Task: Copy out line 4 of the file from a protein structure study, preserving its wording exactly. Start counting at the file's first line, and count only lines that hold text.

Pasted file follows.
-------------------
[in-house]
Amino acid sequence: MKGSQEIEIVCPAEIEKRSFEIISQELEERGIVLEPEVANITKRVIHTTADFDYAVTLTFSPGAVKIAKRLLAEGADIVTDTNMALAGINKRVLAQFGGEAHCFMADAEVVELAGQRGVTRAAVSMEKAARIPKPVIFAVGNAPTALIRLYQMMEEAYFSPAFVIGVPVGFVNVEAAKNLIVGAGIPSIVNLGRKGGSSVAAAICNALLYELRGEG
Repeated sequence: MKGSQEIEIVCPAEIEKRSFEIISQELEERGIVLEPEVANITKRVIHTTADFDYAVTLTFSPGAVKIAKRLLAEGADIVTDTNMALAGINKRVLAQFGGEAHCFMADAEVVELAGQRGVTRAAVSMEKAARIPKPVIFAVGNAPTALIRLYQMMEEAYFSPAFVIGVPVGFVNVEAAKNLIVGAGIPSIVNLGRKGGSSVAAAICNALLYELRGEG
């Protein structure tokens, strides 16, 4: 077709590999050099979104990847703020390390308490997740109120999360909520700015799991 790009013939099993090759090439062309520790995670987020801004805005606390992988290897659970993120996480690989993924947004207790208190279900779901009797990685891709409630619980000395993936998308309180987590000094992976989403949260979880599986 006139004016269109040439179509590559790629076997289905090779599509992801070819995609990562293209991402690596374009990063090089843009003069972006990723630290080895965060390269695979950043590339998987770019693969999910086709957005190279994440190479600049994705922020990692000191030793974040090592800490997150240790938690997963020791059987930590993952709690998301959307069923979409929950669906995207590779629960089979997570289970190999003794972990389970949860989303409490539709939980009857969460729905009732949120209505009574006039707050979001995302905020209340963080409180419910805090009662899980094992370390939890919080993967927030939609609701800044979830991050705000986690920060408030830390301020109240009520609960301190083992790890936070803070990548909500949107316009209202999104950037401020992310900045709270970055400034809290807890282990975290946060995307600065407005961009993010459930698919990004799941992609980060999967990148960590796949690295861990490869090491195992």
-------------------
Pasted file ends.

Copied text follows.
């Protein structure tokens, strides 16, 4: 077709590999050099979104990847703020390390308490997740109120999360909520700015799991 790009013939099993090759090439062309520790995670987020801004805005606390992988290897659970993120996480690989993924947004207790208190279900779901009797990685891709409630619980000395993936998308309180987590000094992976989403949260979880599986 006139004016269109040439179509590559790629076997289905090779599509992801070819995609990562293209991402690596374009990063090089843009003069972006990723630290080895965060390269695979950043590339998987770019693969999910086709957005190279994440190479600049994705922020990692000191030793974040090592800490997150240790938690997963020791059987930590993952709690998301959307069923979409929950669906995207590779629960089979997570289970190999003794972990389970949860989303409490539709939980009857969460729905009732949120209505009574006039707050979001995302905020209340963080409180419910805090009662899980094992370390939890919080993967927030939609609701800044979830991050705000986690920060408030830390301020109240009520609960301190083992790890936070803070990548909500949107316009209202999104950037401020992310900045709270970055400034809290807890282990975290946060995307600065407005961009993010459930698919990004799941992609980060999967990148960590796949690295861990490869090491195992």